While these leaders would typically take several months to fully learn the business—or, in the case of The Habit, how that brand might fit into the larger organization—the pandemic accelerated all of their timelines. All of them had to not only train rapidly, but also quickly address the growing list of challenges facing restaurants amid the pandemic. Meanwhile, at the height of restaurant closures, 11,000 global Yum restaurants were closed due to lockdown orders. And restaurants that were still open faced new consumer demands.
“Customer behavior changed significantly at a rate you never see once in a career,” Hochman says. “Many people stopped going to work, which changed their eating behavior. People started eating at a table together at home more than they had in the prior 30 years, and ordering more family-sized meals. Unemployment rose quickly. Our menu offerings, pricing, and operations had to change overnight to keep up.”
So how exactly did a brand in the midst of such large leadership changes manage to stay afloat during such international turmoil? Gibbs says the brand’s key strategy was to use an abundance of caution in crafting its response, reaching as far back as February when Yum decided not to hold its global franchise convention in Singapore, and later as it decided to close its stores.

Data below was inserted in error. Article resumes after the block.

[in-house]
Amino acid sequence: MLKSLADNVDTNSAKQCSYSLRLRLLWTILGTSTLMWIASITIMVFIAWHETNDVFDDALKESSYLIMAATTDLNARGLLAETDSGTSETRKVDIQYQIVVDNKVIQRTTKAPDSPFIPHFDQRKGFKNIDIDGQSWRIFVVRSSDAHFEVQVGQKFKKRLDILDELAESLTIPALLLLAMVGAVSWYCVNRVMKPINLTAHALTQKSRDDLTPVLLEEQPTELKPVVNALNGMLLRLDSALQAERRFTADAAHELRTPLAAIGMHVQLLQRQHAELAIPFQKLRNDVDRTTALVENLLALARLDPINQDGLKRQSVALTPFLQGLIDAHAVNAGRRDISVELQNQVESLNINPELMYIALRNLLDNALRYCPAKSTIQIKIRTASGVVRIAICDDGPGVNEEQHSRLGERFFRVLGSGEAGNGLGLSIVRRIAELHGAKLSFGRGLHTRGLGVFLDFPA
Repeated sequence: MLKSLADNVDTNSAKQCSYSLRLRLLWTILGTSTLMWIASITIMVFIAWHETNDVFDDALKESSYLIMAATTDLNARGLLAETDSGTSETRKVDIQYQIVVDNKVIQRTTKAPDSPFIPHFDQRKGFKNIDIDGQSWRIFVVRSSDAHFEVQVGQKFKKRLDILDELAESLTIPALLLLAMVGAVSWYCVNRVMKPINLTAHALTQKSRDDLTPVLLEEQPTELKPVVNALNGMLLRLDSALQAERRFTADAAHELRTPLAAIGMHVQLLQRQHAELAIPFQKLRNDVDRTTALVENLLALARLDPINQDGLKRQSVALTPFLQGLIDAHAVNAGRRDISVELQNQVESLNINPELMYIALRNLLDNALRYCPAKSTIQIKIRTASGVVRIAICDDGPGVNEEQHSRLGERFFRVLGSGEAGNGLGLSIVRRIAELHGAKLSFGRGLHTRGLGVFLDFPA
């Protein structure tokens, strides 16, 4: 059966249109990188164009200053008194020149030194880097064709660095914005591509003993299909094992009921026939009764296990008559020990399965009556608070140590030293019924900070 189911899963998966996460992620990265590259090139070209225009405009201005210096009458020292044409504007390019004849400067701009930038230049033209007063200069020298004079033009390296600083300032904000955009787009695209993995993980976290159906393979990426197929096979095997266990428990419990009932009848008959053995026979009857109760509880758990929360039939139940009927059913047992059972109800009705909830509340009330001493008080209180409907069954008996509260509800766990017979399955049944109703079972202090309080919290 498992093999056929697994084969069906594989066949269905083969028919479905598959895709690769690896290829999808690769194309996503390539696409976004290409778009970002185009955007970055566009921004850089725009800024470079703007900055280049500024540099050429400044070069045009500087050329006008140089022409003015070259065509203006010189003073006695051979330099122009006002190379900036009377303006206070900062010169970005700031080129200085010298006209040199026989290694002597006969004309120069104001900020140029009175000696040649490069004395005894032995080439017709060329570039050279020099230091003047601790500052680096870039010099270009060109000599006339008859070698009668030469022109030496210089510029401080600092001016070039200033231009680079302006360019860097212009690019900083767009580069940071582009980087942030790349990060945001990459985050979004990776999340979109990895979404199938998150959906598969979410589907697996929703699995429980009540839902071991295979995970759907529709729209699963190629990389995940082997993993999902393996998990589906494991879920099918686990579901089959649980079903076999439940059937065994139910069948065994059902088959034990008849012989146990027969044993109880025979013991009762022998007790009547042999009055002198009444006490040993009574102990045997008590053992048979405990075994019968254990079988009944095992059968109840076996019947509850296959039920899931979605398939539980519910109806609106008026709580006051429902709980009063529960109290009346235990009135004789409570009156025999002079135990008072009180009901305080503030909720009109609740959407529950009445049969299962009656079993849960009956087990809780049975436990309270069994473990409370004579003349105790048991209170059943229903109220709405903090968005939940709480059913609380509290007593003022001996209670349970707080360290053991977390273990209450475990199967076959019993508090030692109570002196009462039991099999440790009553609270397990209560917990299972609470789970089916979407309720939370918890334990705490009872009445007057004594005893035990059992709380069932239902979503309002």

“The principle then was, [if we’re] being overly cautious, you wouldn’t regret it nearly as much as in taking unnecessary risks,” he says. “This is a situation where risks are not rewarded. You can take risks when it comes to things like new ways of ordering and implementing new procedures that are going to protect the customer. That may not be 100 percent perfect from day one, but we know we’ll protect the customer. But we weren’t going to take risks with our employees and their safety, so closing stores was just an unfortunate outcome of this.”
Restaurants started reopening in May, and as of June, closures were down to half what they were at their peak. Today, closures have slid to fewer than 2,500 units, meaning Yum is back to 95 percent coverage.
But the company is still working on ways to improve operations during the crisis. In order to do so, Gibbs instituted daily conversations between himself, Hochman, King, and Russ Bendel, CEO of The Habit Burger, to improve inter-brand communication. Together, the leaders discuss what is happening in each chain and what they have learned that can be applied to other brands.
“Our goal was to figure out how to increase collaboration between the brands,” Hochman says. “With four brands operating locations in over 150 countries, we can take so much knowledge from one brand in one country and apply that system-wide. Our franchisees appreciate that this is a next-level advantage most companies don’t have.”